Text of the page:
Lately, I’ve been watching Grimm, and contemplating Juliette’s plight. After a Hexenbiest (sort of a witch-like creature, known for violence and vindictiveness) robbed Nick of his Grimm abilities, Juliette had to temporarily become one in order to restore them. Now, the Hexenbiest part is sticking and she is freaking out, because every time she gets irritated, or afraid, or upset, her face morphs into a hideous zombie-like creature and she … um … causes things to explode. Like car engines. And sometimes the back of someone’s head. In short, she transforms into what Monroe likes to call a Hexenbitch. Oops.
I’m never quite sure in life if I go through things because entertainment tugs at my spiritual connection or if God maneuvers me into a place where I am emotionally ready to hear what He has to say when I encounter myself in entertainment, but … I feel for Juliette.
It’s no fun being a Hexenbiest.
Lately, someone accused me of being “hypocritical, selfish, and a bully.” And though it hurt, they were right. I have a duality to my nature that I do not like. On one side rides a compassionate, generous girl who sends money to every good cause she encounters and is so amiable that people frequently take advantage of her kindness. On the other side is a selfish, critical, judgmental brat who acts passive-aggressively, takes out her angry feelings on bystanders, and has been known to slap people down with such verbal coldness their head spins. Worse, she argues back rather than accepting criticism. She hedges and defends her bad behavior with excuses instead of saying, “You’re right. That was the wrong thing to say. I’m sorry.”
I catch myself doing it all the time. And I hate it. I hate that this is who I am. Like Juliette, I waver been feeling good and feeling monstrous. And like Juliette, I am running away from the person that could help me to other people who have just as many sinful tendencies as I do. She is going to Renard for assistance, who is the male equivalent of a Hexenbiest. And I understand why; it’s natural. But he cannot fix her. He can merely empathize. I can tell all of you my sin-problems, and you can empathize, but you can’t fix me. You can’t make me genuinely nice.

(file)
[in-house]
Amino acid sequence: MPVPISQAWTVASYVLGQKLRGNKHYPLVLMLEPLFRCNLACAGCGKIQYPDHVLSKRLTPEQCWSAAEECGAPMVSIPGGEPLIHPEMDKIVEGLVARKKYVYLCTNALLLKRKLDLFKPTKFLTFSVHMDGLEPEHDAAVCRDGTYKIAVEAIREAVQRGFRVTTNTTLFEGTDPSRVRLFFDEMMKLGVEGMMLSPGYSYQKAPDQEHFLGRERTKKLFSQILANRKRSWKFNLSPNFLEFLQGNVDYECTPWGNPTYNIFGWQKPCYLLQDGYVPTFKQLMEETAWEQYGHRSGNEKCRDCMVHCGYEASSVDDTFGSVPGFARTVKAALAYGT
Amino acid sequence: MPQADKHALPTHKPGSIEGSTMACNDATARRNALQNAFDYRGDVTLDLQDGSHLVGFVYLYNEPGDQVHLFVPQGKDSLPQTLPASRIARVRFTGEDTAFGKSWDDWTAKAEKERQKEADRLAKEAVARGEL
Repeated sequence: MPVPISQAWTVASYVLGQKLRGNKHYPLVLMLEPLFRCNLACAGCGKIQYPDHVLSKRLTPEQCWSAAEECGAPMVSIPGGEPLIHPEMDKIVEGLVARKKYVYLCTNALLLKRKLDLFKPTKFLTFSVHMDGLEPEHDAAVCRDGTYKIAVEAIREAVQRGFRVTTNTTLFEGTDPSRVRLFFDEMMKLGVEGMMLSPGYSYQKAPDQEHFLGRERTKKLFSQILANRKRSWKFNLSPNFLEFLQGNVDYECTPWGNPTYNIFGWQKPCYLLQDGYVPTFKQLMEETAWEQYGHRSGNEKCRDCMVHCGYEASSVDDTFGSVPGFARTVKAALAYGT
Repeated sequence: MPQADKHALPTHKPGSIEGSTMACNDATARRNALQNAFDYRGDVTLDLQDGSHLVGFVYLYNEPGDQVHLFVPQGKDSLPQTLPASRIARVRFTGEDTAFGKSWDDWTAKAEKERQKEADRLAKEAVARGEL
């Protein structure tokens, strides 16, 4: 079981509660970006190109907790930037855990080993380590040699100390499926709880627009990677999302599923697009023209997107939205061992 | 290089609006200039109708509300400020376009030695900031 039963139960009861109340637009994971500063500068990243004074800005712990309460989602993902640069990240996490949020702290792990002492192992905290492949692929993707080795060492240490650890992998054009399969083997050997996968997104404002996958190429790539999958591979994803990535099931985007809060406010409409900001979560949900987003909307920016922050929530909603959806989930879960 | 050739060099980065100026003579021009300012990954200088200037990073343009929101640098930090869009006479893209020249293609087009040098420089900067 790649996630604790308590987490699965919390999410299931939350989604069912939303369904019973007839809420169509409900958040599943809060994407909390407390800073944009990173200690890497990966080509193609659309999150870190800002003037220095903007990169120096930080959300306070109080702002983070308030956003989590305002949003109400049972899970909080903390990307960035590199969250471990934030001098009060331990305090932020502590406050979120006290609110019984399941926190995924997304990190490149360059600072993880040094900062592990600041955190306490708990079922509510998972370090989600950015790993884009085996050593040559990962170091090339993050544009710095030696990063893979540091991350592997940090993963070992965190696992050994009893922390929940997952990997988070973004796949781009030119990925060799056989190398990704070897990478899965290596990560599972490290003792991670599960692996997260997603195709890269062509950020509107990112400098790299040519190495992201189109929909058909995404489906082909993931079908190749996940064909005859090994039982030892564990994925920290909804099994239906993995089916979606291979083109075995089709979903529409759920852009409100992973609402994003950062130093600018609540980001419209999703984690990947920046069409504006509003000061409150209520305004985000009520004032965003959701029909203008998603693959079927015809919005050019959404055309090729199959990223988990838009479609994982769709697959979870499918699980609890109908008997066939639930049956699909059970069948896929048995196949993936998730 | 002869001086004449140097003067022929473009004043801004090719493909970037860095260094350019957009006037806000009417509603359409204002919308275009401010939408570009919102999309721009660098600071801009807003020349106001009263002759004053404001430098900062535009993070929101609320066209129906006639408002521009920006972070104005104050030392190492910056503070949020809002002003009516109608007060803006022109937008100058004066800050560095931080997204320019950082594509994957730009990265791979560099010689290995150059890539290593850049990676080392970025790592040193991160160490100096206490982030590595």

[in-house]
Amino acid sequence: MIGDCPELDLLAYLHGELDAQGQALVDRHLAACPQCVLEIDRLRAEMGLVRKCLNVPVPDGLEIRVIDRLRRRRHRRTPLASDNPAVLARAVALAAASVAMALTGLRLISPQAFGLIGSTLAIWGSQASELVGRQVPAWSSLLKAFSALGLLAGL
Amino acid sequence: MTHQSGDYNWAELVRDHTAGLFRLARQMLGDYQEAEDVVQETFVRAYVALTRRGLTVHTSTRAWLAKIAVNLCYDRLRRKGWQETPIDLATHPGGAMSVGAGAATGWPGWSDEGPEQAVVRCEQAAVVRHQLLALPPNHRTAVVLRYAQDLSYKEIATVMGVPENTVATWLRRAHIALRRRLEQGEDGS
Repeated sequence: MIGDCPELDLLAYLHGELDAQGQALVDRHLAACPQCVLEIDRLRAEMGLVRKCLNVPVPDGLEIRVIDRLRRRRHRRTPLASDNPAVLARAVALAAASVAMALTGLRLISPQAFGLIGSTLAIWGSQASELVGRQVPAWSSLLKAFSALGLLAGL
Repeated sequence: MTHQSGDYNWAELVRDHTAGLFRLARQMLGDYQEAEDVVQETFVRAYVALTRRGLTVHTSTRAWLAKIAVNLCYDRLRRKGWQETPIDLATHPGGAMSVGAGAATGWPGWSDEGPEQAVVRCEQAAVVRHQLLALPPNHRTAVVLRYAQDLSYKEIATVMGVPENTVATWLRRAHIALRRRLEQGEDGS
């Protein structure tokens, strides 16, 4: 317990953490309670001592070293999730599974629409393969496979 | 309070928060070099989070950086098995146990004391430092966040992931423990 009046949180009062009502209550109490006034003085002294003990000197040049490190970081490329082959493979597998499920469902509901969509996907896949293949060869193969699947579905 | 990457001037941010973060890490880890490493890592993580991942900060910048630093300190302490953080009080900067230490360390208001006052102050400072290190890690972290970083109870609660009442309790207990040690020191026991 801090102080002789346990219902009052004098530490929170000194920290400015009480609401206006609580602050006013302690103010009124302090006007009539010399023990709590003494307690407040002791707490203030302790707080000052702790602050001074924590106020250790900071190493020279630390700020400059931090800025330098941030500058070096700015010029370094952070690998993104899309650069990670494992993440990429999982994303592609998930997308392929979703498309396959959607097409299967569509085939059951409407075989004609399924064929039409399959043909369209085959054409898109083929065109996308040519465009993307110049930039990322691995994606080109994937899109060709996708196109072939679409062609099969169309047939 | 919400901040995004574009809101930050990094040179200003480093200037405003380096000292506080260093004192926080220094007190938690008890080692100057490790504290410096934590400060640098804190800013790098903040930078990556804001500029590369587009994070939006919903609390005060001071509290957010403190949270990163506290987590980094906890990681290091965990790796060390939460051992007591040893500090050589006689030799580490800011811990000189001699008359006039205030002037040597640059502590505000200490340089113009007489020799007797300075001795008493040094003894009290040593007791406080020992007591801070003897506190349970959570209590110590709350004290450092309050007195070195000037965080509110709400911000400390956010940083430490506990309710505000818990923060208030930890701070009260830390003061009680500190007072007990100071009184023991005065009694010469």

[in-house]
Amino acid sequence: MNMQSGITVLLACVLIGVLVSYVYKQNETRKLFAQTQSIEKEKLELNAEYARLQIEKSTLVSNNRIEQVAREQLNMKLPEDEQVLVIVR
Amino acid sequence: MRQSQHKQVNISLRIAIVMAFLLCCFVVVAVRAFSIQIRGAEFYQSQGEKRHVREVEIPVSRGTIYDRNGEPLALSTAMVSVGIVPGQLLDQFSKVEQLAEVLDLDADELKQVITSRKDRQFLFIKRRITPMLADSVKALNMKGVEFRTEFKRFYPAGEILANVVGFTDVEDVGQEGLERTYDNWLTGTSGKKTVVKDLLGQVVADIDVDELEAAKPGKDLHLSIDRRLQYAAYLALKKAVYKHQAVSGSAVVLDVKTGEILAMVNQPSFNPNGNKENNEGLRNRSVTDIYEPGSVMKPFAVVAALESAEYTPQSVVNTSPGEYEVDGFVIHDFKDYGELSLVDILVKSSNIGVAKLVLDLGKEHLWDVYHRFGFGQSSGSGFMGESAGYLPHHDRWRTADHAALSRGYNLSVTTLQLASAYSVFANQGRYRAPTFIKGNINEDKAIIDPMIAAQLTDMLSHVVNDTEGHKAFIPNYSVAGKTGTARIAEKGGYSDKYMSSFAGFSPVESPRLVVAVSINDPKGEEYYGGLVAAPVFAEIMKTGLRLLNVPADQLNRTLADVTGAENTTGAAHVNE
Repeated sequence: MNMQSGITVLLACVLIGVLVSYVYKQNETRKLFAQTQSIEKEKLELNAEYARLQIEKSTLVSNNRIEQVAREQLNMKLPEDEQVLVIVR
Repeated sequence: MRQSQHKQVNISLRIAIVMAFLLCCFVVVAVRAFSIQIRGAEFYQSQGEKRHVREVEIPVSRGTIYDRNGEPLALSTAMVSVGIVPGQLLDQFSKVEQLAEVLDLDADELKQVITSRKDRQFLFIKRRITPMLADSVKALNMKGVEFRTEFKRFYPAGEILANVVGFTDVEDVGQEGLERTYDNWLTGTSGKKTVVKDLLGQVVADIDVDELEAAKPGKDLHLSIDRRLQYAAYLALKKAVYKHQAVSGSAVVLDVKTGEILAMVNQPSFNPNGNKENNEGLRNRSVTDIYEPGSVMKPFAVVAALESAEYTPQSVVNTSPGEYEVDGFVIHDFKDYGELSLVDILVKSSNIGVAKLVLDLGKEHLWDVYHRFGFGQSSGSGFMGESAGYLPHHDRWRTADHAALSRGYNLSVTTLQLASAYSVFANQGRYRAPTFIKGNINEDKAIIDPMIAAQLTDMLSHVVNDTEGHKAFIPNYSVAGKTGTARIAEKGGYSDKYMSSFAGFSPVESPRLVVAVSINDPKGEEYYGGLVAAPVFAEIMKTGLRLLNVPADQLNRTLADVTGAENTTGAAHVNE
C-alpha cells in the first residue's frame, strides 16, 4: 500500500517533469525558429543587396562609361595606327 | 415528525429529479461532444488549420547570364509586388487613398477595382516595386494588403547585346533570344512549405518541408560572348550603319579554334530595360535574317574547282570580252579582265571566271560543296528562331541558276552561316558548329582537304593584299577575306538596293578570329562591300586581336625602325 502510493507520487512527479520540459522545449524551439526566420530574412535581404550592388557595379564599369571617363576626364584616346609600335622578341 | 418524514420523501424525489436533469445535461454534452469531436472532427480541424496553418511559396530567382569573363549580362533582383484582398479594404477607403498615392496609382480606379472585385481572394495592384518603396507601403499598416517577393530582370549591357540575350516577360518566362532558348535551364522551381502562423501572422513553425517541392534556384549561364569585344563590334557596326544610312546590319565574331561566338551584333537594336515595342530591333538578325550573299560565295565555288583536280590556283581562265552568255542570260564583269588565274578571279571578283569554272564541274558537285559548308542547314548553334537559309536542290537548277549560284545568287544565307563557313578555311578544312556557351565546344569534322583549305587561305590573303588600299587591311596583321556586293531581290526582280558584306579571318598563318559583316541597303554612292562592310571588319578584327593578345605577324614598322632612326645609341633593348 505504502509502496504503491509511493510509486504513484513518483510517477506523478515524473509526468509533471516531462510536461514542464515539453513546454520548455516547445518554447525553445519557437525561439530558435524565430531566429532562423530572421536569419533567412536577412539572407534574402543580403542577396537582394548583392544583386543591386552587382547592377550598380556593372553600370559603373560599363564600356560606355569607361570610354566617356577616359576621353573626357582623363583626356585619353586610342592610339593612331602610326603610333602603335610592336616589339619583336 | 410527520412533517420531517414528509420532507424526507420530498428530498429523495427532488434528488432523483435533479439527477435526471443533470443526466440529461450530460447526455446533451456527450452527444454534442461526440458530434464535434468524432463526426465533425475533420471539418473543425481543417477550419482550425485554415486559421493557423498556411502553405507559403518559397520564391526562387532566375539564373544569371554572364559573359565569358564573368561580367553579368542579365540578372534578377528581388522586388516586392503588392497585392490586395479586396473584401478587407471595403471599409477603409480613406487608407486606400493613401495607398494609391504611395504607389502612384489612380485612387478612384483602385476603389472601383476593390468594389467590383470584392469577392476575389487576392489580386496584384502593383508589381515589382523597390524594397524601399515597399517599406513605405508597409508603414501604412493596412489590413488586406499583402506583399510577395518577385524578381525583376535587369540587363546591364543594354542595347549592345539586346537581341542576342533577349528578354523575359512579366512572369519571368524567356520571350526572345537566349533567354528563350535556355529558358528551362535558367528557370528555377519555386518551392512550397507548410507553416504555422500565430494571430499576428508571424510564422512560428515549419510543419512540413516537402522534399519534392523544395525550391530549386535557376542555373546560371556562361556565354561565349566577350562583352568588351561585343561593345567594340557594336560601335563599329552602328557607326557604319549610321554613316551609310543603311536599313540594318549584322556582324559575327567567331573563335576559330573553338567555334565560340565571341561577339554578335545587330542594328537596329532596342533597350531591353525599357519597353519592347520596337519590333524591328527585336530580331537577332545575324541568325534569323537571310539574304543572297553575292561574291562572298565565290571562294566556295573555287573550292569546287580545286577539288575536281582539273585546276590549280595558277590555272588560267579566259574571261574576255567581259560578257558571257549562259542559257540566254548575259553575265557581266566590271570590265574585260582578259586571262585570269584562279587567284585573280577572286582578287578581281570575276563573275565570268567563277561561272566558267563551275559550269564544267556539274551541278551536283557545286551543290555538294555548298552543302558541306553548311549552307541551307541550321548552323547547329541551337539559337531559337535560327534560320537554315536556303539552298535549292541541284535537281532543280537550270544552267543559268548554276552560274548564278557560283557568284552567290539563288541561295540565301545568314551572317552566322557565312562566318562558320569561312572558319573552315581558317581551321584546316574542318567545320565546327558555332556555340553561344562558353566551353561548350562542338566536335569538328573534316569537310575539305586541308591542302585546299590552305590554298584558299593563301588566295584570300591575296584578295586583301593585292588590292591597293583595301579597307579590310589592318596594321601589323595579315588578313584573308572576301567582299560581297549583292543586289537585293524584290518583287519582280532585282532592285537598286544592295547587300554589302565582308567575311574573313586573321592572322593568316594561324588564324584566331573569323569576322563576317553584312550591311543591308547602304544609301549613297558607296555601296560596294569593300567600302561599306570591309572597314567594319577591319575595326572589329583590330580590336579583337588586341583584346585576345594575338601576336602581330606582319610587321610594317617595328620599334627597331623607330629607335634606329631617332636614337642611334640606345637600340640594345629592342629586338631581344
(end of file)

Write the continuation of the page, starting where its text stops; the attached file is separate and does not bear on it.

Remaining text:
Juliette has been hiding her true self from Nick. There is some debate on why, but I think it is simple. Juliette is morphing into a Hexenbiest. When woged (transformed into their true form), they look like ROTTING CORPSES. I am reminded of the insult Jesus threw at the Pharisees – beautiful whitewashed tombs on the outside, but on the inside, full of dead men’s bones. She is afraid and ashamed of what she is, and she wants to hide it as much as she can, because she is fearful that Nick will view her differently if he finds out the truth of what she is.
How very … human of Juliette.
I also have dark little secrets, tucked away in my evil little heart. I fear that if people knew about them, they would no longer love me. I am not a very loving person and I hate it. I need help, and I know where to find it – in Jesus, but I am reluctant to reveal my true self to Him. To let the Hexenbiest face out, approach the throne, and beg Him to help me. To take away my piety and self-righteousness. I struggle not to be a Hexenbiest. Not to seem beautiful on the outside, but evil within. My situation is different from Juliette in that Jesus already knows what I am (Nick suspects, I think), but we both still need to come clean. We always think we can hide from God, or that His love is conditional – because ours so often is. But it isn’t.
Each day that I let my sinful nature fester, I am rotting on the inside. And the more I let myself be a Hexenbiest, the more of a threat the truth becomes. The more I shy away from what is good in favor of empathy in the darkness. After all, Jesus is the Grimm to my Hexenbiest and usually the cure involves a spiritual axe. (Or … possibly, the blood of a Grimm. Hmm, interesting…)